Archive for 2016

What is life? What is love?

October 23, 2016

Icon of Tenderness

Icon of Tenderness

One of the experiences that has changed my perspective on life has been my frequent visits to the nursing home where my mother has lived for the last 10 years. During these years, I have become friendly not only with the staff that cares for my mom, but have come to know many of the residents as well. I have seen and shared their better days as well as their weaker days. At this particular nursing home, there are residents who are younger with various disabilities as well as the elderly with innumerable cognitive and physical impairments. Since I see many of these residents at least once a week, I try to engage them in conversation.

One woman, who has been my mother’s roommate for a few years, is completely bedridden and has little control over many parts of her body, and yet has a brilliant mind and a well-developed sense of humor. I have enjoyed numerous lengthy conversations with her on a myriad of topics, including the two “forbidden” ones: politics and religion. Another resident wanders aimlessly through the hallways of the home, mumbling to herself and yet stops to give me a hug every time she sees me visiting with my mother. Another much younger resident is unable to move most of the muscles in her body, but revels in her ability to tell a joke and laugh out loudly. Read the rest of this entry »

Conclusions Without the Facts

May 25, 2016

Years ago, afteMother of Compassionr completing my PhD in history, I was asked by the jurisdiction to which I belonged, the Ukrainian Orthodox Church, to write a detailed history of the Ukrainian Church in the USA. A significant number of Ukrainians began arriving in the United States and Canada before World War I, many seeking economic advancement and stability in a new world.  Several of these were temporary immigrants, fully intending to return to Ukraine to reunite with their families.  The First World War changed that narrative for many. Small communities were created in several areas: the mining towns of Pennsylvania, the big cities of New York and Chicago that offered factory employment, as well as the rich farming lands of the Midwest. Naturally many of the first community centers that Ukrainians created in the new world were churches, where they could gather for divine services offered in a language and setting that was familiar and welcoming to them. From these significant numbers a Ukrainian Orthodox diocese was created, with several parishes.[1] This is a fascinating history that demands a thorough and scholarly study. Read the rest of this entry »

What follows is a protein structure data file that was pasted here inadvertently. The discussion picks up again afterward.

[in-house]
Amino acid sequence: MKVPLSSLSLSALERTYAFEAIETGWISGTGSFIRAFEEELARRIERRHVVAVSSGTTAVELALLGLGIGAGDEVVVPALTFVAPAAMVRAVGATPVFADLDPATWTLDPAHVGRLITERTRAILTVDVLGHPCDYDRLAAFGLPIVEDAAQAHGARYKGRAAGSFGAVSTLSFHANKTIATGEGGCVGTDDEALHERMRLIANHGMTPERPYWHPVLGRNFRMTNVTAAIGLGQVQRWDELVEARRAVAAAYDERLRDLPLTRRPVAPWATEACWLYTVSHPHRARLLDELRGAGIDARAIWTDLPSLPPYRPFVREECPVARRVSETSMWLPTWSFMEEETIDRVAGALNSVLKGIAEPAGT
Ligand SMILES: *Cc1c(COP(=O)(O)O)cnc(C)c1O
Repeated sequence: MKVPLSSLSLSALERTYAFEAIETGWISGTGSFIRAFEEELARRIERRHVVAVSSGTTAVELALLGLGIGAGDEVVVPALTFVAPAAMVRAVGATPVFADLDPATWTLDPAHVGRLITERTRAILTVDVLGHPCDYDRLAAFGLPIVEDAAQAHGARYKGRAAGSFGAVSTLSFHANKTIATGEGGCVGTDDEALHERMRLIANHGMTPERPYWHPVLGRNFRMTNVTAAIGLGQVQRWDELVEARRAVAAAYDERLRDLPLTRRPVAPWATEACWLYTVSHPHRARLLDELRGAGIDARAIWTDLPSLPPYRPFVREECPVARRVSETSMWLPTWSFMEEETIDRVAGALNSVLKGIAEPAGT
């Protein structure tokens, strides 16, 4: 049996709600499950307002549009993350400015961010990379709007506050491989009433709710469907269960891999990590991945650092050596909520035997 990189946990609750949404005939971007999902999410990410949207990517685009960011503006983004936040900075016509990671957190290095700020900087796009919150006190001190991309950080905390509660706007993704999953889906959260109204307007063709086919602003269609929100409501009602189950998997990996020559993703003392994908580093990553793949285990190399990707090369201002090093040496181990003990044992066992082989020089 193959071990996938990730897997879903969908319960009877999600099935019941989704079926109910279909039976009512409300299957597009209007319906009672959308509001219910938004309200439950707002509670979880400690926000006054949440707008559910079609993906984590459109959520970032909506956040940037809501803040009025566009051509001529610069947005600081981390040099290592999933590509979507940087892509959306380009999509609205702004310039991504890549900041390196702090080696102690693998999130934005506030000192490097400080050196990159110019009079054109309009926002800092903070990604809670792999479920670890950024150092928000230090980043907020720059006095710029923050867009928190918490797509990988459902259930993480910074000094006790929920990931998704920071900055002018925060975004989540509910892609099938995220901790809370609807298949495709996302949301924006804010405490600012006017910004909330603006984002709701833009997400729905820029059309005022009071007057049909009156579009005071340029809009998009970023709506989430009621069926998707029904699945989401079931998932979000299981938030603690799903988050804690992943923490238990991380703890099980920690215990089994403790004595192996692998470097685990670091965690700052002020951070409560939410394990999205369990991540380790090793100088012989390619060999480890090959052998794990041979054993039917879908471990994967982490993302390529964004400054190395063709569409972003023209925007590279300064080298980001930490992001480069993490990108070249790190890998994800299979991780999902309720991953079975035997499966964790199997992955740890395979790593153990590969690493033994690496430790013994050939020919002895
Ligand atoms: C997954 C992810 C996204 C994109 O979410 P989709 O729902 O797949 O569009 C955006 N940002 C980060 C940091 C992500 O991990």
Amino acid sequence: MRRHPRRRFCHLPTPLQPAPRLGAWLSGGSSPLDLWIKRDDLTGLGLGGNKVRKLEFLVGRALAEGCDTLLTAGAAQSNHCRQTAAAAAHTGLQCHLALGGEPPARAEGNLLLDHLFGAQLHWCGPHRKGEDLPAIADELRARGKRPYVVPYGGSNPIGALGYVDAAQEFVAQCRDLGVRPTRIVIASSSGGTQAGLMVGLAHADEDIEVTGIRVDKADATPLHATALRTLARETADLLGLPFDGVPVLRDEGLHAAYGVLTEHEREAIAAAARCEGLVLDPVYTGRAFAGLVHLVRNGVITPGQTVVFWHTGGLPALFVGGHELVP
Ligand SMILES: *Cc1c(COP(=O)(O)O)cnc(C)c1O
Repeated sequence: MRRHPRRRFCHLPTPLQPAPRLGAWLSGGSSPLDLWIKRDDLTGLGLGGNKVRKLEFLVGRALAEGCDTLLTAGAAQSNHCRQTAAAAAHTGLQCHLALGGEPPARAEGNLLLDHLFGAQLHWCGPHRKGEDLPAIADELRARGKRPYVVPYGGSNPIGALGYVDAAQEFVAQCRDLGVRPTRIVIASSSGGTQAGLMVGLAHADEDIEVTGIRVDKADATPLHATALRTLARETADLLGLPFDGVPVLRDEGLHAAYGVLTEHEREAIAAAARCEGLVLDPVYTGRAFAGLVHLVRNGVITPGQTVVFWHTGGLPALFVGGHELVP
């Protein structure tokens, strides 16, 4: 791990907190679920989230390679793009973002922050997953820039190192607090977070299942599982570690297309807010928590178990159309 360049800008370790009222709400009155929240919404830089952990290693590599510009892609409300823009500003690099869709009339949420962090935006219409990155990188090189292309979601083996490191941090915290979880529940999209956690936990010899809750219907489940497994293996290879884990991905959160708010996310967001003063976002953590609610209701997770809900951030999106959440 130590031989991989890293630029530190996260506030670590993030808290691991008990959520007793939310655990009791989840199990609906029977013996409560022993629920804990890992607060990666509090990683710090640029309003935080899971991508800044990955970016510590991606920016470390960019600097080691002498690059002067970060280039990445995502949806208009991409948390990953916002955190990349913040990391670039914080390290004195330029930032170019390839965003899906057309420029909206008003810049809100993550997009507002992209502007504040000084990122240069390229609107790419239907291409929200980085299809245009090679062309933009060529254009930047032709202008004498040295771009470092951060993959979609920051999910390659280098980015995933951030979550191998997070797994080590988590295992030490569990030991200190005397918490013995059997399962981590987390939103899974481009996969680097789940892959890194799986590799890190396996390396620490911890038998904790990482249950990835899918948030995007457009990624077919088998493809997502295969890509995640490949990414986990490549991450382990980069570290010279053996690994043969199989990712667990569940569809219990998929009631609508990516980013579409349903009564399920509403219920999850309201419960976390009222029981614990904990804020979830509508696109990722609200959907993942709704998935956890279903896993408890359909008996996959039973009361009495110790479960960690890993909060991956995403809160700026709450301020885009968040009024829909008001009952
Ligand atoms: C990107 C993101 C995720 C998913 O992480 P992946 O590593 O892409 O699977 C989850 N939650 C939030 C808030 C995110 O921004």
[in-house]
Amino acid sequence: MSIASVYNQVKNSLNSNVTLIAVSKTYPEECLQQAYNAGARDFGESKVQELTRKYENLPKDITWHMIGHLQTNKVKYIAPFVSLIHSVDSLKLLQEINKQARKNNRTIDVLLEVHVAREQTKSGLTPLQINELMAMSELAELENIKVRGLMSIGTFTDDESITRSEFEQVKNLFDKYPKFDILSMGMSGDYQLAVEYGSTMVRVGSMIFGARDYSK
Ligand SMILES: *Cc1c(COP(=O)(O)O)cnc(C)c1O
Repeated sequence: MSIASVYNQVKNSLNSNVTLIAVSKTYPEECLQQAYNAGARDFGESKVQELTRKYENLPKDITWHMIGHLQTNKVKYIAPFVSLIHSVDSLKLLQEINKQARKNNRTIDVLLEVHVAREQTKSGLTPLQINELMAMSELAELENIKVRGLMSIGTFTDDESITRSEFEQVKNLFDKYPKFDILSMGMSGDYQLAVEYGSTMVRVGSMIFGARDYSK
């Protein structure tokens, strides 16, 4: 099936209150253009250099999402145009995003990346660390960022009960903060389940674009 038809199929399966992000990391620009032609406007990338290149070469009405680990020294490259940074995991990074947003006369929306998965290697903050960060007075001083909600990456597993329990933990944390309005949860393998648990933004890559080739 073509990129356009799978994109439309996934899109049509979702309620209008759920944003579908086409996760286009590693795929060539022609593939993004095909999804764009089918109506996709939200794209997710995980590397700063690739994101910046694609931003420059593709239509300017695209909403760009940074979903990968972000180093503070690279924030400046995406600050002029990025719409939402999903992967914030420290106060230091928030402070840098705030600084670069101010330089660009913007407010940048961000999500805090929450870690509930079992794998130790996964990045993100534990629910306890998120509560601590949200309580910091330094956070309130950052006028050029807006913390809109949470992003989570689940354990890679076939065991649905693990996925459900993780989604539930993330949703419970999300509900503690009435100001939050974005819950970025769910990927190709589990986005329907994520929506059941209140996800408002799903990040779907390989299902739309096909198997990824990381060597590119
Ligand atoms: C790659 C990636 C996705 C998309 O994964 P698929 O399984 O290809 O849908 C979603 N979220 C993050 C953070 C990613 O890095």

The First Duty of Love is to Listen

April 3, 2016

In memory of Archimandrite Athanasy

Father AthanasyA very special priest died a few months ago. He was a priest who served as my spiritual father for many years. Archimandrite Athanasy, or simply Father “Ath” as many of his spiritual children called him, was a kind and gentle soul, who understood firsthand how difficult life can be, which made him a very compassionate person. Perhaps because he himself had a difficult life, full of illness and uncertainty, Father Athanasy understood the deep necessity for love, kindness, hope, joy and forgiveness in all people. He was a priest of the Russian Orthodox Church Abroad, and served in a few parishes in the US, Haiti as well as in the Russian convents in Jerusalem. He served in the most exalted of places, Jerusalem, and part of the forgotten world which is Haiti. Read the rest of this entry »

By a Handmaid of God

February 7, 2016

A20This week, I met with another local Orthodox priest.

My hope was to find a way to be a transgender family and still be Orthodox. After all, this priest has also known us for nearly 20 years, through our sister church.

Perhaps, I dreamed in the days leading up to our meeting, the parish council could meet, and they would allow us to come to church as ourselves. Perhaps, as a technicality, they would ask that my spouse limit the times she took Communion. Or perhaps, like the sick, the Eucharist would be brought to her once or twice a year at home, yet, as a family, we could still come to church regularly.

The meeting did not go as I had idealized. Read the rest of this entry »

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